Which country earned ‘Most Improved Nation’ in the 2010 Human Development Report? The country whose major art display reflects on how trade ties go as far back as linking Mesopotamia’s civilization with the Indus civilization. And who also claims Sinbad the Sailor…or as some refer to as “Sindhbad” the Sailor because of his trips to present-day Pakistan. By this point, we hope you have arrived at one of the Gulf countries. The correct answer: Oman. Last week the Embassy of Oman organized the #OmanSymposium around this central theme: pluralism promotes human development–especially in Oman. An entire display outlining religious tolerance kicked off the Oman Symposium event.
In 1967, the first development projects began in Oman because there were no docking ports and no color television sets. IMore importantly, telephones were limited to government ministers. Until 1970, Oman had only 1 school. The seventies represented the greatest period of change in Oman economically, socially, and education-wise. Politically, not so much.
One of the strongest HDI impacts was the growth of transportation infrastructure. By 2014, the World Economic Forum ranked Oman as 17th in overall quality of transport infrastructure. Currently it has a rate of 5% on import duties, which is considered “low”. Indirectly, other benefits accrued for other sectors, like oil: About .9 million barrels per oil ae produced and transported. Oman jumped up in its “Doing Business Index” ranking from 114th in 2007 to 47th in 2013.
Oman’s ability to enforce property rights greatly improved from 2007 til now, making it among the top 25 countries to enforce property rights for doing business.
Oman set two 5-Year plans: the Year of Industry and the Year of Agriculture. Now, Oman is underway with Vision 2020, an initiative from 1993 that focuses on developing its human capital…which brings us to education: the way to socially engineer any type of human capital.
Education For All… Shift to Quality
Another HDI impact was that the literacy rate among Omani women grew so dramatically that they now represent the majority of university studies. According to one of the presentations, “percentage of women studying had grown to the point that it became necessary to allocate quotas at Sultan Qaboose University for men.”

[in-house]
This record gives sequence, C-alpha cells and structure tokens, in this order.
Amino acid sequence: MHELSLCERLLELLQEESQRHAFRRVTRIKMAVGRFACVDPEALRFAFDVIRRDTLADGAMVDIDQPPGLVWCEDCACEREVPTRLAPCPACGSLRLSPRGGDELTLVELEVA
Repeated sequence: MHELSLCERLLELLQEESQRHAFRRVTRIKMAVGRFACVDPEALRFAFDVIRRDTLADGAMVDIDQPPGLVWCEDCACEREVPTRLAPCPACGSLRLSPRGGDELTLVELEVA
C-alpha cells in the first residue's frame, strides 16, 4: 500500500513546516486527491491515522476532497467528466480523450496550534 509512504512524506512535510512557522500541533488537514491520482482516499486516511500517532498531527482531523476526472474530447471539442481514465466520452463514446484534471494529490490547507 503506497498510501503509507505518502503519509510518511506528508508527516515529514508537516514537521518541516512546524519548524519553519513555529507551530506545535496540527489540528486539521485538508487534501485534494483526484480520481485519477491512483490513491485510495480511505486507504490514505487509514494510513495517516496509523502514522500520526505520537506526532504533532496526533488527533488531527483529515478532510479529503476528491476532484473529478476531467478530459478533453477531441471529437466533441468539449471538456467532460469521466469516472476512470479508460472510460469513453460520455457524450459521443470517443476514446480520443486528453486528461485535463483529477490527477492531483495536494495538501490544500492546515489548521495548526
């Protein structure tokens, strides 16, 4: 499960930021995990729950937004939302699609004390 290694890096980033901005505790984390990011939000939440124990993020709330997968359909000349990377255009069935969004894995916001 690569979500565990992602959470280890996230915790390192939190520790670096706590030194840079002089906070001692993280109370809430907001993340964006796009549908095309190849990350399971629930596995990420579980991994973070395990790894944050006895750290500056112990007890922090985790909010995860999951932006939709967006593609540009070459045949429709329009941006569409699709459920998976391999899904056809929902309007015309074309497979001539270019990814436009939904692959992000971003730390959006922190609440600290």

Now Oman’s current economic development challenge must integrate a more education labor force with its diverse labor in the form of migrant workers. At the same time, like its other MENA neighbors: update its education system to prepare the next generation of unemployed but “ready to study abroad” population.
The Best Is Yet To Come
As Governor Jon Huntsman, who served as U.S. Ambassador to China, stated, “Oman was a model of development.” As the keynote speaker, Huntsman argued for Oman to invest more into its Research & Development sector, R&D.
The best is yet to come. The US can help Oman.
At the same time, how to prepare for the “Best”–when it arrives– requires a bit of adjustment.
- Enact a minimum wage for foreign labor workers.
- Note that the 68% of local population is under age 30 and REVISE educational curricula to encompass team building homework assignments. (Even super-advanced economies like the U.S. are rethinking how to improve upon Pre-kindergarten learning and challenge the necessity of going to college.)
- Define which type of SMEs and size would BEST encompass local population before signing any type of partnership promising to improve this sector.
Big Difference Between SMEs And Same
The main criticism we would highlight from the discussion at the symposium would be the emphasis on small to medium enterprises (SMEs) without emphasizing how general this term really is–which has no baseline for comparison. What do we mean? Well, when a speaker says he won’t get into the definition or the criteria, which he remarked as the “nitty-gritty”, then it’s way easier (and convenient) for the speaker to make generalizations. An SME can range from having 2 employees to 200 employees. Employee size is only 1 characteristic of SME size, and yet, generally overlooked when reduced to a 10 minute presentation. How will partnerships, which were heavily sought after in the networking sessions, emerge if the parties can’t even get on the same page of what type or size of SMEs should be targeted.
To the speaker who served as the “expert” on development based on his Iraq and Pakistan experience. (Clearly the term expert was liberally applied. It’s not like SMEs catapulted to success in Iraq or Pakistan.) Stop Invoking SMEs As If They’re All the Same!